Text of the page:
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Essex County board votes ‘no confidence’ in NCCC leadership

April 20, 2018
By GLYNIS HART - For the News ( , Lake Placid News

SARANAC LAKE - The Essex County Board of Supervisors passed a resolution of "no confidence" in the leadership of North Country Community College at its April 9 meeting, stating the college has failed to provide a curriculum that answers local students' needs.

"If you have a baseball team that's losing, you don't replace the whole team," said Supervisor Thomas Scozzafava, R-Moriah. "This is no reflection on the Board of Trustees."

The resolution states the county has repeatedly asked NCCC to work toward providing a technical education, including "vocational, trade and service" courses. It expresses frustration that requests for information from the college are met slowly and with incomplete information.

The county is bound by law to provide community college funding. In addition to the $2.48 million the county contributes to NCCC's budget, the county pays around $600,000 a year for Essex County students who attend community colleges elsewhere.

Scozzafava said the mission of a community college is to provide education to local residents.

"We lost sight of that mission years ago," he said.

He said high school graduates from his town, Moriah, head for community colleges out of county to get the education they need, at Hudson Valley CC in Troy and Adirondack CC in Queensbury.

Steve Reed, chair of the NCCC Board of Trustees, said the college was expected to make presentations to county leaders April 18.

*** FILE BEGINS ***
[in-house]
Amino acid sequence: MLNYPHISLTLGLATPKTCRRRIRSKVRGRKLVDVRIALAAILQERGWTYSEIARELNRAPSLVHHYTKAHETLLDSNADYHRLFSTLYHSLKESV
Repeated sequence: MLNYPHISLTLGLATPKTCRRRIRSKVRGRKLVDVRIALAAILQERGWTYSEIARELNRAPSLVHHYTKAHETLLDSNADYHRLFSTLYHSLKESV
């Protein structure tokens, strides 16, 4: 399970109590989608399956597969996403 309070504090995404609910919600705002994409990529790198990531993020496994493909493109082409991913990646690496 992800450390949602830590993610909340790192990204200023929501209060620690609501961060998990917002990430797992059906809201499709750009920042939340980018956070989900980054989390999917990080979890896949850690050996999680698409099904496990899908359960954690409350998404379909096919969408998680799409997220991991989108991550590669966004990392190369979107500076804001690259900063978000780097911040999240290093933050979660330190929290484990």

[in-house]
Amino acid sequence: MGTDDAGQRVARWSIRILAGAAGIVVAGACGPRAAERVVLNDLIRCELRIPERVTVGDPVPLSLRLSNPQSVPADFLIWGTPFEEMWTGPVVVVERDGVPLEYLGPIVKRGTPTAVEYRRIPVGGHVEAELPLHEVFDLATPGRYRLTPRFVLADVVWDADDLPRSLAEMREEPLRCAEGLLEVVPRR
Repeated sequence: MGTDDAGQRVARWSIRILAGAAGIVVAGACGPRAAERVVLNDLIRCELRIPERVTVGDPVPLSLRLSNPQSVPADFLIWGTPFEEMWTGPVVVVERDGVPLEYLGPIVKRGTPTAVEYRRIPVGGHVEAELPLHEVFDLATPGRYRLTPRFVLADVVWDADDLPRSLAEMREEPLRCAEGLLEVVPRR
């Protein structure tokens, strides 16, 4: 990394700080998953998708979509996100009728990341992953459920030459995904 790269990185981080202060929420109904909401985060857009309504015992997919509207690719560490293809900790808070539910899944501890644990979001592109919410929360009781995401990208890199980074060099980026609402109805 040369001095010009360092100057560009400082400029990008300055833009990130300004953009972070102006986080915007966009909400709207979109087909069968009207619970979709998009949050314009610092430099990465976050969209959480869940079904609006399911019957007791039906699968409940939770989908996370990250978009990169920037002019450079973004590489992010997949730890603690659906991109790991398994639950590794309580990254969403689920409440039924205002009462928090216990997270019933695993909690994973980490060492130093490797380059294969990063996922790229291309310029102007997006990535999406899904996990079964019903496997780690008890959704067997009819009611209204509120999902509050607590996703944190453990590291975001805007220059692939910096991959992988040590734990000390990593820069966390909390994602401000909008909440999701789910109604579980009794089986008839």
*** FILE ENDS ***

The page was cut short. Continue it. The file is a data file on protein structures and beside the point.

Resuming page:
"Those presentations address the issue about which the Essex County Board of Supervisors have expressed significant concern: progress on development of a school of applied technology," Reed wrote in an email.

"We thus, in the spirit of shared governance, involve our faculty and staff in the decision making process relative to this initiative and keep leaders of Franklin and Essex counties informed."

Reed pointed out that the college has balanced its budget in a difficult climate for community colleges. "We have one of the best fund balances relative to operating budget in New York's community college system," he said. "We have added programs to our curriculum, increased the number of Bridge students in local high schools, and embarked on initiatives such as the Path to Potsdam to keep enrollment numbers healthy."

Scozzafava said that while large numbers of students from Vermont come here to take the nursing program at NCCC, the mission of the college should be to educate those who are local. "Local taxpayers are paying for it," he said.

As for questions of transparency, Reed said, "[college President] Dr. [Steve] Tyrell, administrators and I have met much more frequently with representatives of the counties in the last year than in recent years. We look forward to more discussions as we move forward. As communication becomes more regular, it us our hope that our relationship with the counties will flourish."



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